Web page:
Extraordinary offerings on Qingming Day

Qingming Day also known as Tomb Sweeping Day, occurs on the day which is at the 5 / 24th of a lunar year. Simply put, it falls on either April 4th or April 5th, and in 2010 this occurs on April 5th. The traditional festival was made an official 1-day holiday in China in 2008. On the day, people travel back to their hometowns or where their ancestors rest to sweep tombs, offer wines and foods, burn underworld bank notes and other items so as to provide for their relatives underworld.

Apart from visiting ancestors out of love and respect, many Chinese people also believe that the good life they are living and the fortune they are making can partly attributed to blessings from their ancestors, so they return the blessing by offering on Qingming Day and wish for ongoing fortune. As their life gets better,  offerings also keep up with the trend. This year, people get “creative” and present more than just money and foods as offering, here are some that burn out of box (pictures from xinhuanet):


First of all, private villa with garden and yacht guarantees more than comfortable living.


In this age, car is a must, and Mercedes seems more presentable.



Hell Gas station! How considerate.



Mahjong for ancestors’ recreation activities.



And Maotai Wine and Zhonghua Cigarette will add fun to Mahjong game and good for socializing too.



Credit cards and jewels  are symbols of identity.



Passbook and various tickets  for the convenience of  traveling, hopefully none of them lead to human world.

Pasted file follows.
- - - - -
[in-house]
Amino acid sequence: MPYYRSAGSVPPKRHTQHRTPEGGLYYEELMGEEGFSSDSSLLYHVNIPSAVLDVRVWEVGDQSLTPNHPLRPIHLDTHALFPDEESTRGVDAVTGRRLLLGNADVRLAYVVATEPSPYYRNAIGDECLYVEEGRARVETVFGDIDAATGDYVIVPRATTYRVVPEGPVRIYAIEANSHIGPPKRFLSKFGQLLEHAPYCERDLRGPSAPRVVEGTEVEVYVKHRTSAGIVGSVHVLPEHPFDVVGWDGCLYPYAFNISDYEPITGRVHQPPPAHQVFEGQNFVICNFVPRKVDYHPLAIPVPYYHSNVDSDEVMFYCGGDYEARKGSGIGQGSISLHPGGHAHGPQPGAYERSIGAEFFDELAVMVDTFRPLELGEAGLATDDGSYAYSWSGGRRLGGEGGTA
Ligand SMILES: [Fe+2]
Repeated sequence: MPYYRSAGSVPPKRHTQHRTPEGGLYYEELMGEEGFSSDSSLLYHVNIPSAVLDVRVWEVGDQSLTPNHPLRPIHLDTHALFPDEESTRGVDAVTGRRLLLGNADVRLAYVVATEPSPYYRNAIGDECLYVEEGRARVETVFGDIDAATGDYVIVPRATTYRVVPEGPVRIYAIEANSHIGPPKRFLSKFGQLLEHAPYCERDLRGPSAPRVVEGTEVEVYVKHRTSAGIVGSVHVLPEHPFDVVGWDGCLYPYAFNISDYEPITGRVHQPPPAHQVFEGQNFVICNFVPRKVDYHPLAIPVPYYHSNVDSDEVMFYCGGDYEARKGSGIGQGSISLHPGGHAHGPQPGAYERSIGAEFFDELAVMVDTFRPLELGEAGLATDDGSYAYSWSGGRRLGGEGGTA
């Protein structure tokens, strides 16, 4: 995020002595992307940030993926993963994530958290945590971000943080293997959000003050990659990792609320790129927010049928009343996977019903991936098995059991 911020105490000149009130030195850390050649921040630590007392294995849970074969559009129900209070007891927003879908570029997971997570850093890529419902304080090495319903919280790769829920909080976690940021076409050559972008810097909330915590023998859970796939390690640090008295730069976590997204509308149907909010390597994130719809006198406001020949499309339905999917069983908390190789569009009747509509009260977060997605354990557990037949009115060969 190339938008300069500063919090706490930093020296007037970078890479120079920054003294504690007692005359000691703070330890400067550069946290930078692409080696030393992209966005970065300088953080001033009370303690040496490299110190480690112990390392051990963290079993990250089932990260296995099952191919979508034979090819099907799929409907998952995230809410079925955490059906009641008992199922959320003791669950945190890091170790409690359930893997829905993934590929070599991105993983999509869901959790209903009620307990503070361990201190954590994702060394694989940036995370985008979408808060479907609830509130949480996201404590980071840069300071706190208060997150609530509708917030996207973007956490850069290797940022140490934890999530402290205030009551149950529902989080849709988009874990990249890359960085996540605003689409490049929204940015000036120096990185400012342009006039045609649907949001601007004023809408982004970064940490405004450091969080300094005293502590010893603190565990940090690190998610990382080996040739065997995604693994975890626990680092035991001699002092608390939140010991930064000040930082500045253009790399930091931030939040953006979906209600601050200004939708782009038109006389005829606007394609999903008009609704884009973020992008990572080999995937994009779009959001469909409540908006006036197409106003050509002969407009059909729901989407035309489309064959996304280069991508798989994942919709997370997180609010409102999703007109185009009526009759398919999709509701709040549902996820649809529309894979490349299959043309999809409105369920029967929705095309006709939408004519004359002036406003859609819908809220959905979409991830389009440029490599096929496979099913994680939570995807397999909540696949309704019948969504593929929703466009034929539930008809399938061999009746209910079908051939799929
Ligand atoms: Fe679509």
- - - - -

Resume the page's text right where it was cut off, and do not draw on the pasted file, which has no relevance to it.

50 yuan can get ancestors married with young super stars such as Maggie Cheung, Jolin.



Durex and other condoms for underworld birth control?



ID card issued by United Nations of heaven and hell.



Gold, lots of gold for ancestors’ various expenditures.  Descendants makes life easy for ancestors and hopefully vice versa.

  1. >> The traditional festival was made an official 3-day holiday in China in 2009

    On 1.1.2008 it was made a one-day holiday.

    May-1st was changed from a three-day to a one-day holiday, and three traditional chinese festivals were made one-day holidays (qing ming, mid autumn, and dragon boat jie-ri).

    Did they really change the law again in 2009?

  2. No they didn’t change the law, it is my mistake. You are right, the new official holiday schedule was passed by the Congress on Dec 7th, 2007 and effected since Jan 1,2008.
    This year it followed the weekend so I mistakenly thought the whole 3 days are for Qingming, cuz Qingming stuffs occupy my 3 day holidays. Thank you Chris for reminding.

  3. That HELL GAS station is the smartest ‘Chinglish’ I have ever seen. Nice job!

    But maybe cars in the underworld run on Baijiu?

  4. I love how official holidays here in China to most employers just means to juggle a few dates around so that people work the same amount of days. And if not they’ll be damn sure to subtract money from your paycheck.

    1. Yes, absolutely! I hate when people say “we have a three day holiday”. It isn’t, it is just one day. Why would saturday and sunday even be counted?

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